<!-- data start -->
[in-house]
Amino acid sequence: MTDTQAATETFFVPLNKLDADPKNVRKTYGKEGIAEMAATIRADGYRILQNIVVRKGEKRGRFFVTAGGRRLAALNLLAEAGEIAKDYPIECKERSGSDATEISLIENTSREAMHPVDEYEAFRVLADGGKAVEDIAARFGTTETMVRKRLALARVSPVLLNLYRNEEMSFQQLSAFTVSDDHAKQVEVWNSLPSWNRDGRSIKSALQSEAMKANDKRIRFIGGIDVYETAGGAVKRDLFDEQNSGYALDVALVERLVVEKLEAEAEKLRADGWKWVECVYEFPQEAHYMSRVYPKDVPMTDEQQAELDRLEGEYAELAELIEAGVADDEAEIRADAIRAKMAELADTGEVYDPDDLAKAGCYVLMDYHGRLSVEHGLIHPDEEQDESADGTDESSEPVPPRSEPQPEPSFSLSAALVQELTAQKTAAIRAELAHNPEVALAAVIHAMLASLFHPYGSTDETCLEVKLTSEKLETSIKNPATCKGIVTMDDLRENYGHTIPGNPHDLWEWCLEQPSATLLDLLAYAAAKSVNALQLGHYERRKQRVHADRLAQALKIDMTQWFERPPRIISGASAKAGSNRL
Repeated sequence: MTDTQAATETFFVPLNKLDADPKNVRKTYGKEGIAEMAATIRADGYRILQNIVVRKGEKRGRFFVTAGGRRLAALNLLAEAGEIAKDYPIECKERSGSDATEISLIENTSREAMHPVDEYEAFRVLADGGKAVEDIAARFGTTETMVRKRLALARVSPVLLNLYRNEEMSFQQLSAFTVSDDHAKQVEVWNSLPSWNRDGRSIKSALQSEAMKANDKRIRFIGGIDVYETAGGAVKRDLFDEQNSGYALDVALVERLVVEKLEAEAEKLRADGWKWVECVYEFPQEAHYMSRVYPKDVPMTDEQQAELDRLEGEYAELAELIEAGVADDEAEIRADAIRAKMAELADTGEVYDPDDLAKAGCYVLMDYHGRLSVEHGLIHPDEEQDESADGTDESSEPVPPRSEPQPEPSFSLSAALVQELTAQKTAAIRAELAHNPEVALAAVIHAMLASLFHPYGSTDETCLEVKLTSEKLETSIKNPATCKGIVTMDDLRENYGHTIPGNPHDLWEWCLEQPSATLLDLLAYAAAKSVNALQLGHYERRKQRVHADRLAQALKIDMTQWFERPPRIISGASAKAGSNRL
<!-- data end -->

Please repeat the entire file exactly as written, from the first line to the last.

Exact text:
[in-house]
Amino acid sequence: MTDTQAATETFFVPLNKLDADPKNVRKTYGKEGIAEMAATIRADGYRILQNIVVRKGEKRGRFFVTAGGRRLAALNLLAEAGEIAKDYPIECKERSGSDATEISLIENTSREAMHPVDEYEAFRVLADGGKAVEDIAARFGTTETMVRKRLALARVSPVLLNLYRNEEMSFQQLSAFTVSDDHAKQVEVWNSLPSWNRDGRSIKSALQSEAMKANDKRIRFIGGIDVYETAGGAVKRDLFDEQNSGYALDVALVERLVVEKLEAEAEKLRADGWKWVECVYEFPQEAHYMSRVYPKDVPMTDEQQAELDRLEGEYAELAELIEAGVADDEAEIRADAIRAKMAELADTGEVYDPDDLAKAGCYVLMDYHGRLSVEHGLIHPDEEQDESADGTDESSEPVPPRSEPQPEPSFSLSAALVQELTAQKTAAIRAELAHNPEVALAAVIHAMLASLFHPYGSTDETCLEVKLTSEKLETSIKNPATCKGIVTMDDLRENYGHTIPGNPHDLWEWCLEQPSATLLDLLAYAAAKSVNALQLGHYERRKQRVHADRLAQALKIDMTQWFERPPRIISGASAKAGSNRL
Repeated sequence: MTDTQAATETFFVPLNKLDADPKNVRKTYGKEGIAEMAATIRADGYRILQNIVVRKGEKRGRFFVTAGGRRLAALNLLAEAGEIAKDYPIECKERSGSDATEISLIENTSREAMHPVDEYEAFRVLADGGKAVEDIAARFGTTETMVRKRLALARVSPVLLNLYRNEEMSFQQLSAFTVSDDHAKQVEVWNSLPSWNRDGRSIKSALQSEAMKANDKRIRFIGGIDVYETAGGAVKRDLFDEQNSGYALDVALVERLVVEKLEAEAEKLRADGWKWVECVYEFPQEAHYMSRVYPKDVPMTDEQQAELDRLEGEYAELAELIEAGVADDEAEIRADAIRAKMAELADTGEVYDPDDLAKAGCYVLMDYHGRLSVEHGLIHPDEEQDESADGTDESSEPVPPRSEPQPEPSFSLSAALVQELTAQKTAAIRAELAHNPEVALAAVIHAMLASLFHPYGSTDETCLEVKLTSEKLETSIKNPATCKGIVTMDDLRENYGHTIPGNPHDLWEWCLEQPSATLLDLLAYAAAKSVNALQLGHYERRKQRVHADRLAQALKIDMTQWFERPPRIISGASAKAGSNRL